Popular imagination has the Great Depression opening with a bang in October 1929. We forget that even by December of that year, the market had no idea what was really in store. After a period of wild, bipolar volatility, stocks had taken two big tumbles (a 12.8% drop on Oct. 28 and an 11.7% fall the next day) while the top bankers and "captains of industry" rushed to shore up the market. By November, the Dow had hit its low for the year at 198, down from the giddy September high of 381.
But, the financial pundits and government leaders of the day insisted, the economy's fundamentals were still strong. Mass unemployment was, some months after the crash, still just something that went on in Germany and Britain. America was strong and merely needed a push to keep the financial markets from harming the broader economy.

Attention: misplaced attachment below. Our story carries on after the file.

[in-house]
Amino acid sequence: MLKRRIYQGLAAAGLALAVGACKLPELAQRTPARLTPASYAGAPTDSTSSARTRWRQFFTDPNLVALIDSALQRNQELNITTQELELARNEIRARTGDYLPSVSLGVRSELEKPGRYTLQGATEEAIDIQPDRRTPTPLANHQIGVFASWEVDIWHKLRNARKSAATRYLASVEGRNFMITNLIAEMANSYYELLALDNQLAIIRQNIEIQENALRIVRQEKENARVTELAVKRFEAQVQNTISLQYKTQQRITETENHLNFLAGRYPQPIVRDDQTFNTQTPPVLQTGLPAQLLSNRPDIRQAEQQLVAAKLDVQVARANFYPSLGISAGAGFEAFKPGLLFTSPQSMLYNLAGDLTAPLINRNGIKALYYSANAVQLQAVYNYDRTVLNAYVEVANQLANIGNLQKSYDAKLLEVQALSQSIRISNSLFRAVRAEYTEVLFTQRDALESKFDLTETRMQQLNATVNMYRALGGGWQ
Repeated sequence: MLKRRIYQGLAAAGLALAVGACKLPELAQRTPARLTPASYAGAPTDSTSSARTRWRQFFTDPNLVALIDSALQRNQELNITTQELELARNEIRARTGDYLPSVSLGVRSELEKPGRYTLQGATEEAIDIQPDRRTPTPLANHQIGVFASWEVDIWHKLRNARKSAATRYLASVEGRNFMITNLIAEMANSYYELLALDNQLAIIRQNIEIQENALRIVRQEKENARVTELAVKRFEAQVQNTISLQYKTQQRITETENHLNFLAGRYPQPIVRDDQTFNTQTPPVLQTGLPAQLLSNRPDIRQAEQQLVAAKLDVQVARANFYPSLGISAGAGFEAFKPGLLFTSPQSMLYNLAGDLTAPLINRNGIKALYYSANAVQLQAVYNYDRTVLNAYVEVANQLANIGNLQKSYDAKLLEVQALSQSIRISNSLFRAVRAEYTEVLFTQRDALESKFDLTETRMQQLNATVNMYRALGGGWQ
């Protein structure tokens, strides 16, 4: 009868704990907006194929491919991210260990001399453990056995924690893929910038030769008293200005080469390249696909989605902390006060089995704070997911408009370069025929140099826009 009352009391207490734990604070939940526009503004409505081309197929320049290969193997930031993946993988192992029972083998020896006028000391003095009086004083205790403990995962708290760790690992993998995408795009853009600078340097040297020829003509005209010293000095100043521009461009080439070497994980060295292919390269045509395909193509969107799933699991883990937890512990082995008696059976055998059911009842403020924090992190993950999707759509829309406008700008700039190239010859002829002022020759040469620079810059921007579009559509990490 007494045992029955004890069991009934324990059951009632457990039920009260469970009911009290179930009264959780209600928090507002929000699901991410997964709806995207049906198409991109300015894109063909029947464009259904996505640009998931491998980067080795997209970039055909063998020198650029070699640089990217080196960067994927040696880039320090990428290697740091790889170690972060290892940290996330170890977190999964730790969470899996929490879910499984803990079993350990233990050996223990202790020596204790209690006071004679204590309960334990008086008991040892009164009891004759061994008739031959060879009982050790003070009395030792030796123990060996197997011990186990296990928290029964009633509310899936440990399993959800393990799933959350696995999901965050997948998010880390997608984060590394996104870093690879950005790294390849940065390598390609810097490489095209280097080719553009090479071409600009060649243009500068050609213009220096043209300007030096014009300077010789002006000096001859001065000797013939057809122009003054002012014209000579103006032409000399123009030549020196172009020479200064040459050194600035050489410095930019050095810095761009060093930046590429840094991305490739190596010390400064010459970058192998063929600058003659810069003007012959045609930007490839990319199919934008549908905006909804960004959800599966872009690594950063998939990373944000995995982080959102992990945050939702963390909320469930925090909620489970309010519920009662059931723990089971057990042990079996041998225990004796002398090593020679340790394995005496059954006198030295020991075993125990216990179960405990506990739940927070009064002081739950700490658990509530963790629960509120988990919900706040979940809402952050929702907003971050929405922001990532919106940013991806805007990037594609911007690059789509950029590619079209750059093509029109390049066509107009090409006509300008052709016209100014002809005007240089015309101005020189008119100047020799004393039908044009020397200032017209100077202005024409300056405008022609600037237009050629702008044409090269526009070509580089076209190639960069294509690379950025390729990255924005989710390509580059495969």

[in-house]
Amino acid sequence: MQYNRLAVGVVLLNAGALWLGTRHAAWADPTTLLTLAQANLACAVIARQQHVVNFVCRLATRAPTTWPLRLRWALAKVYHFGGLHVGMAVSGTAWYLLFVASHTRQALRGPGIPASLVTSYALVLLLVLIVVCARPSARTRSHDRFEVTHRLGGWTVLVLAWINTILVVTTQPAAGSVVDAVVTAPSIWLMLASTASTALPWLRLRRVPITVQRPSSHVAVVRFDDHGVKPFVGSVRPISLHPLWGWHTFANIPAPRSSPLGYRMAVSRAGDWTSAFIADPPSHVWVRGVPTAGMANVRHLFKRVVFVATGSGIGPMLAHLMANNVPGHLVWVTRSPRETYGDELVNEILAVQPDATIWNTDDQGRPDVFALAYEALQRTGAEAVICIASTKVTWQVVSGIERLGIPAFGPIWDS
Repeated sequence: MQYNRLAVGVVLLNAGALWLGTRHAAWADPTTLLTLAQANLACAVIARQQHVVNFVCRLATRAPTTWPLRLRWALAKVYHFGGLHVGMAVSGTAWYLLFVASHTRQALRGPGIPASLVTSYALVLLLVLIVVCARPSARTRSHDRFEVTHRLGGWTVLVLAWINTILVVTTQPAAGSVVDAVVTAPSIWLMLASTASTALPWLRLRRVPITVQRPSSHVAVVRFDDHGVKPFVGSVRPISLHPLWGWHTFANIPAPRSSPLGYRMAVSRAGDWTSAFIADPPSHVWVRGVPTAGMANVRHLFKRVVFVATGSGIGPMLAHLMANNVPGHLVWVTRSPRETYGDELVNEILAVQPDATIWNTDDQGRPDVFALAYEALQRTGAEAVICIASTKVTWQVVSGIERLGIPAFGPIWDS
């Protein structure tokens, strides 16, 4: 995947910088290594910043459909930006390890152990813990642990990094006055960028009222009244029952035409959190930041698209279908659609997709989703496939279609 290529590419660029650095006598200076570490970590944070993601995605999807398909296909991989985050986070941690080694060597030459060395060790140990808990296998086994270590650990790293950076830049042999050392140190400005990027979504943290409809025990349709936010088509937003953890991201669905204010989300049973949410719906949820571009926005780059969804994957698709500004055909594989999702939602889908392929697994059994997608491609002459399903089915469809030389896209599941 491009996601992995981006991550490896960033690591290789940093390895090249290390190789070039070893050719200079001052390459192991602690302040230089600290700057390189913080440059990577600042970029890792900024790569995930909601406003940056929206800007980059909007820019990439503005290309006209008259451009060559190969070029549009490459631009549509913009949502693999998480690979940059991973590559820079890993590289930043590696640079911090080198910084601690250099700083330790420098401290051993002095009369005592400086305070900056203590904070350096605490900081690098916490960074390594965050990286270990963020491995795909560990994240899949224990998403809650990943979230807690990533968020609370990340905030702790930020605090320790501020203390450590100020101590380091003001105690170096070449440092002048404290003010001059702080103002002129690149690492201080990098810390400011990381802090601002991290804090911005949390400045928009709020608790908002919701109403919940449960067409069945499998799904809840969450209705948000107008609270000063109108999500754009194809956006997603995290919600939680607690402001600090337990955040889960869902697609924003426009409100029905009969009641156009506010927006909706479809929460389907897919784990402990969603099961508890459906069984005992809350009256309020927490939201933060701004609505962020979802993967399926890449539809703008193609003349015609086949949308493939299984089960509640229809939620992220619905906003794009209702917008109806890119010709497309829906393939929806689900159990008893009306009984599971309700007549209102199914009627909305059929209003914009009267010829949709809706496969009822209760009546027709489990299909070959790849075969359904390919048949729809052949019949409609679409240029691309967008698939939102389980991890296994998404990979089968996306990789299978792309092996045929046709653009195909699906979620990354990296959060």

With that in mind, Herbert Hoover -- only nine months into his presidency -- assembled leaders from the public and private sectors to create an economic-stimulus package. Among the measures, Time magazine reported at the time, was a promise from Congress to offer bipartisan support for a tax-cut package. The proposal called for $160 million in tax relief -- only about $22 billion if adjusted against the gross domestic product at the time, and therefore much smaller than the plan under consideration here in 2008. Read Time's original coverage of the plan.
Also on the table was an assurance from the Federal Reserve that it would provide cheaper credit.
None of this worked. What was first seen as speed bump to the expansion of American finance became something much larger.
Friday, January 25, 2008
Posted by Bakersfield Bubble at 11:50 PM